All bones are accounted for in T. rex skull

Photo: Rachel Ormiston/Burke Museum
Photo: Rachel Ormiston/Burke Museum
October 16, 2018 | Burke PR

The Burke Museum’s paleontology team continues to make exciting progress preparing the "Tufts-Love" T. rex skull—one of around 15 Tyrannosaurus rex skulls known to exist in the world. The team has now found 100% of the dinosaur’s skull and jaw bones by bone count.

This significant milestone happened during recent exploration into the interior of the skull, where they found the right epipterygoid—a skull bone found in vertebrates. This thin and delicate bone is not often preserved in fossils. The Tufts-Love T. rex’s right epipterygoid is complete, and preserved in the correct anatomical position in the fossil.

In addition, the team has uncovered the left columella. In mammals, this bone is called the stapes—a tiny bone from within the middle ear that is the smallest bone in the human body. It's also the smallest bone in a T. rex, and is a thin and delicate rod that's only a few millimeters in diameter. The columella bone is extremely rare to find preserved in a T. rex. As Burke paleontologists continue removing bone from around the fossil, they will look for the right columella.

With hardly any distortions or crushing of the bones, the Tufts-Love skull fossil is in spectacular condition.

“There are very few T. rex skulls in the world that are really able to offer that much intact anatomy. This puts us in a really excellent position in terms of what we’re able to display in terms of the exhibit in the New Burke, and also in terms of the scientific utility of the specimen,” Burke Museum Fossil Preparator Michael Holland said. “I work on this T. rex all the time and there’s never a day where it doesn’t blow my mind.”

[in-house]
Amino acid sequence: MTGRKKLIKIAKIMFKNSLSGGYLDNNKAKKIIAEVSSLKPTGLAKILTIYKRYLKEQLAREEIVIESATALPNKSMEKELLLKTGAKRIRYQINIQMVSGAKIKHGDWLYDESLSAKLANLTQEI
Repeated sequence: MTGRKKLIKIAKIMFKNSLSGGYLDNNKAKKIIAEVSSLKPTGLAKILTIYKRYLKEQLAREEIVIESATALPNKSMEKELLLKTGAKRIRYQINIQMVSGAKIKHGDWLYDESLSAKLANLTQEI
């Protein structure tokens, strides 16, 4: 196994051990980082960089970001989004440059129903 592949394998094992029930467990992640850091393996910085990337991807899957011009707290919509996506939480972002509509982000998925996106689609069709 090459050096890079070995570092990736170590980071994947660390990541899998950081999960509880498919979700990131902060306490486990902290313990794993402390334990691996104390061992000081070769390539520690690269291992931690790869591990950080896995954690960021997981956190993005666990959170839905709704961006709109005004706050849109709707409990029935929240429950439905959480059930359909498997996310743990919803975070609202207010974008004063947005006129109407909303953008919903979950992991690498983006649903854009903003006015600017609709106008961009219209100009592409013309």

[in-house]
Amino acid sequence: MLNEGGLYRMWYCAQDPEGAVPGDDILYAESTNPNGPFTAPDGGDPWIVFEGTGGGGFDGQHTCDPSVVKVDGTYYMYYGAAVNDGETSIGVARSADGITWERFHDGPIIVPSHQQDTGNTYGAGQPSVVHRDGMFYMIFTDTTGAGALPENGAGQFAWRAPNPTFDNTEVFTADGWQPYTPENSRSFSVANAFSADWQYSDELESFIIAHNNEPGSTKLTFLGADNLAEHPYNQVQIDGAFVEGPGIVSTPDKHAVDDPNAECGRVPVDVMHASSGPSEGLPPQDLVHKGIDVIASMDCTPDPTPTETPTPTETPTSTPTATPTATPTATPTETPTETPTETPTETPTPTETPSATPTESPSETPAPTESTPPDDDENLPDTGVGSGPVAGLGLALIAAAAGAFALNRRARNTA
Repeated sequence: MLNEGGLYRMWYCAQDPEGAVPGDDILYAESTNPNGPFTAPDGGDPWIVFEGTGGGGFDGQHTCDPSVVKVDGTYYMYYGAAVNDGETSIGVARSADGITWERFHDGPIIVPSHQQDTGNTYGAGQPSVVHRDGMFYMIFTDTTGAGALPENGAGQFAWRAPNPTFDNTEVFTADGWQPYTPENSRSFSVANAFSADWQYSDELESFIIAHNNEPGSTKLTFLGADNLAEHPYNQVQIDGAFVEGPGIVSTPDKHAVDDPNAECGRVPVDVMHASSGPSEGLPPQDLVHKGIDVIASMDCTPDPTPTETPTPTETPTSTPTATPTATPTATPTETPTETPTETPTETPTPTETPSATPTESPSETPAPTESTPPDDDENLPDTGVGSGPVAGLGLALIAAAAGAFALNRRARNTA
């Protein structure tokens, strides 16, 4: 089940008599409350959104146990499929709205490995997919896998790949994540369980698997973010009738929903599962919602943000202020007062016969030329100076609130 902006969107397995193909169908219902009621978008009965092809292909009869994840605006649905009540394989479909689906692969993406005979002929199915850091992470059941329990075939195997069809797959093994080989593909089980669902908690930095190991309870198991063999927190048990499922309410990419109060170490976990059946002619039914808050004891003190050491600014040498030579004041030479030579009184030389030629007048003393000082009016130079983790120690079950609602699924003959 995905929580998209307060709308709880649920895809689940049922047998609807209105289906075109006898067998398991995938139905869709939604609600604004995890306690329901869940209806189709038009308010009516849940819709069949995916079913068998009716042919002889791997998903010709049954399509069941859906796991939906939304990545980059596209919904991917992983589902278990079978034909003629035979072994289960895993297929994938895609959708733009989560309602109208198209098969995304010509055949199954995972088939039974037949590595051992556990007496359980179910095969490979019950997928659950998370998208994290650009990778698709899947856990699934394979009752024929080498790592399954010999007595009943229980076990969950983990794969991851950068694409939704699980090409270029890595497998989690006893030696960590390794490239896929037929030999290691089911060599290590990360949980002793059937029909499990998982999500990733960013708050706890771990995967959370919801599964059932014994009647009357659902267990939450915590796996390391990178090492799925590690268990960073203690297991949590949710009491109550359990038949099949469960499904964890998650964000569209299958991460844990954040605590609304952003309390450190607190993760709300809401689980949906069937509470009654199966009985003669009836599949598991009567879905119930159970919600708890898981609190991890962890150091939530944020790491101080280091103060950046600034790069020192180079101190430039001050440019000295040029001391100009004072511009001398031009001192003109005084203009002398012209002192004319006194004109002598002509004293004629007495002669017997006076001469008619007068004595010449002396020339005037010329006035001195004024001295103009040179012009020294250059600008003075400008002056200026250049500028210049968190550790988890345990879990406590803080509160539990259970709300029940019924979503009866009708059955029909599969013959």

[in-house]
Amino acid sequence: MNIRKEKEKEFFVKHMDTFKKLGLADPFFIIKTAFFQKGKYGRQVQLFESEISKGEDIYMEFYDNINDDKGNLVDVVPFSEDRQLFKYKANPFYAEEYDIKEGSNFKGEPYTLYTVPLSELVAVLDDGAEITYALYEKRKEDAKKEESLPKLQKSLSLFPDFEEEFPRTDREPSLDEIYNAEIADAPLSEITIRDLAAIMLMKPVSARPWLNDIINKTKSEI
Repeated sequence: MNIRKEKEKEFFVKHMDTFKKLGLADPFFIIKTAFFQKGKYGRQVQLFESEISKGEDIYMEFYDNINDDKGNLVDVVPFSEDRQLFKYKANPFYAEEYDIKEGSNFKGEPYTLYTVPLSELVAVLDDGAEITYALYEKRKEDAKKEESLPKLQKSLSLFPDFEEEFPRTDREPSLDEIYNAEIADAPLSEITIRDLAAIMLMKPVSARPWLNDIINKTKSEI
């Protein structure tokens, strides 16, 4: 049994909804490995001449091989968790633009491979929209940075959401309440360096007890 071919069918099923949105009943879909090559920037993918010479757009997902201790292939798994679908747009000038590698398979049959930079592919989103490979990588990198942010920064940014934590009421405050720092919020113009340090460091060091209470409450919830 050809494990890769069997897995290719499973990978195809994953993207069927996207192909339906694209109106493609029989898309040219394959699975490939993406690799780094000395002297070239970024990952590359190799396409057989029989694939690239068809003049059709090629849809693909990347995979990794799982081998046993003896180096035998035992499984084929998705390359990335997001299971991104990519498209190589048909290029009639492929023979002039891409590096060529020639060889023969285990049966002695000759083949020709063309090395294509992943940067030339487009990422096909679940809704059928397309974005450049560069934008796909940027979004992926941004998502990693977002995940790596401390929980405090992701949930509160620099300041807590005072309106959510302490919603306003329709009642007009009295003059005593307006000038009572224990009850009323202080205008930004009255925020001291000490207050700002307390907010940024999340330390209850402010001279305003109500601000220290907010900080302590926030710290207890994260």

A fossil preparator wears safety goggles and ear protection while using a large air scribe to remove rock from the T. rex skull
Photo: Cathy Morris/Burke Museum
Photo: Cathy Morris/Burke Museum

Burke Museum fossil preparator Michael Holland uses a large air scribe to carefully remove rock from the T. rex skull.

Close up of the large air scribe chipping away rock encasing the skull
Photo: Cathy Morris/Burke Museum
Photo: Cathy Morris/Burke Museum

Burke Museum fossil preparator Michael Holland uses a large air scribe to carefully remove rock from the T. rex skull.

“We’ve already received a number of requests from researchers to study this specimen,” Dr. Greg Wilson, Burke Museum curator of vertebrate paleontology and University of Washington associate professor of biology, said. “So it could eventually become among the most studied specimens of T. rex in the world and among the most studied specimens in the Burke collections.”

The Tufts-Love skull is being prepared in the publicly viewable paleontology lab in the Burke’s Testing, Testing 1-2-3: Work in Progress exhibit.

Every day, visitors can see the progress being made on the fossil. Currently, the right profile of the skull has been exposed, showing its beautiful teeth and skull shape. Much of the left side of the skull has also been uncovered, with current work preparing the interior architecture of the skull, which includes the braincase along with palatal bones from the roof of the mouth.

Burke paleontologists are doing a bit of a “nose job” on the fossil; the two premaxilla bones were located away from their original anatomical position. These bones have been removed to prepare further and will be reattached in their proper place on the skull when preparing it for exhibit. In the meantime, the removal of these bones gives a unique view of the inside of the T. rex’s nasal cavity.

What’s next for the Tufts-Love T. rex?

After preparation of the Tufts-Love T. rex skull is complete, Burke paleontologists will turn their full efforts toward preparation of the other parts of the skeleton. They still don’t know all of what is in some of the plaster jackets from the field.

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